A Working Group for Planning and Development of the Electronics Industry was established to assist in marketing, coordinating production with the demands of foreign buyers, procuring raw materials, training personnel, improving quality, and speeding up bureaucratic approval procedures.
In 1967 and 1968, major exhibitions were held to introduce local manufacturers and foreign investors to each other. The objective was to take what began in Taiwan as an enclave industry and use it to create an entirely new sector of parts and components makers and, eventually, assemblers of finished goods able to compete internationally. According to Thomas B. Gold:
The state was the contrapuntal partner to the market system, helping to insure that resources went into industries important for future growth and military strength — including import substitutes for use in export production, such as synthetic fibers and plastics, and new export sectors such as electronics. Multinational companies became important players in these developments, but only after the state had a well-established presence and leadership position from which it could channel their activities rather than be made subordinate to global profits.
The consumer electronics industry is a good example of a dynamic industry that the state helped initiate and guide, but otherwise did not invest in directly or tie to state enterprises. Transnational corporations (TNCs) performed this function. This is a significant departure from the state-led pattern of the 1950s and represents a clear commitment to the American promoted approach of granting increased scope for private capital, local and foreign.
In a related move, in 1965, the regime established a publicly owned China Data Processing Center to push the use of computers in local industry. In advanced electronics, public research organizations and public enterprise spinoffs were used to acquire and commercialize new technology, a strategy promoted by both the Taiwanese military and the US.
Taipei’s locally owned SMEs play an important role.
Electrical and electronics exports grew at a rate of 58% a year between 1966 and 1971. Foreign firms were quite important in this area.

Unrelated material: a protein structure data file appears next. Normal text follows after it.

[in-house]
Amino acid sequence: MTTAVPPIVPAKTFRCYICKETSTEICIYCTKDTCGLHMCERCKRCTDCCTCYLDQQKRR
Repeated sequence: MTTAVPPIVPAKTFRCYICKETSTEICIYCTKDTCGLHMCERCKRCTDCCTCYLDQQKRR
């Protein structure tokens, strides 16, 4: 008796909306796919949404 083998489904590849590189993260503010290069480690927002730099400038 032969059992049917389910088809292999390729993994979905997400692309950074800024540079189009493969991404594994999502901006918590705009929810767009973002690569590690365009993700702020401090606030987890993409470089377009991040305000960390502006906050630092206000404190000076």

By the 1970s, over half of foreign firms’ exports were in electronics and electrical appliances, with foreign firms accounting for 2/3 or more of total exports from this industry. It is important to note, though, that foreign-owned companies (companies where more than of the 50% equity is held by foreigners) were surprisingly small and in no way dominated the economy. In fact, they paved the way for a new cohort of entrepreneurs, mostly Taiwanese of a petit bourgeois background.
To underscore, despite the contribution of the American multinational enterprise to the birth and success of export oriented industry in Taiwan, it is important to emphasize the significance of Taipei’s locally owned SMEs. They were an integral part of the drive toward expanded export capability, becoming more crucial over the course of the 1960s.
SMEs were the essence of the new middle class in Taipei which was to become a strong force in the move toward a democratization of politics in a city where the scale of business had a large influence on party affiliation and competition.
Most of the leaders of Taipei’s largest conglomerates had strong ties with the KMT, while heads of small and medium sized businesses tended to support the opposition. This is also consistent with splits along ethnic lines, for owners of SMEs tended to be native Taiwanese rather than mainlanders.
By Lisa Reynolds Wolfe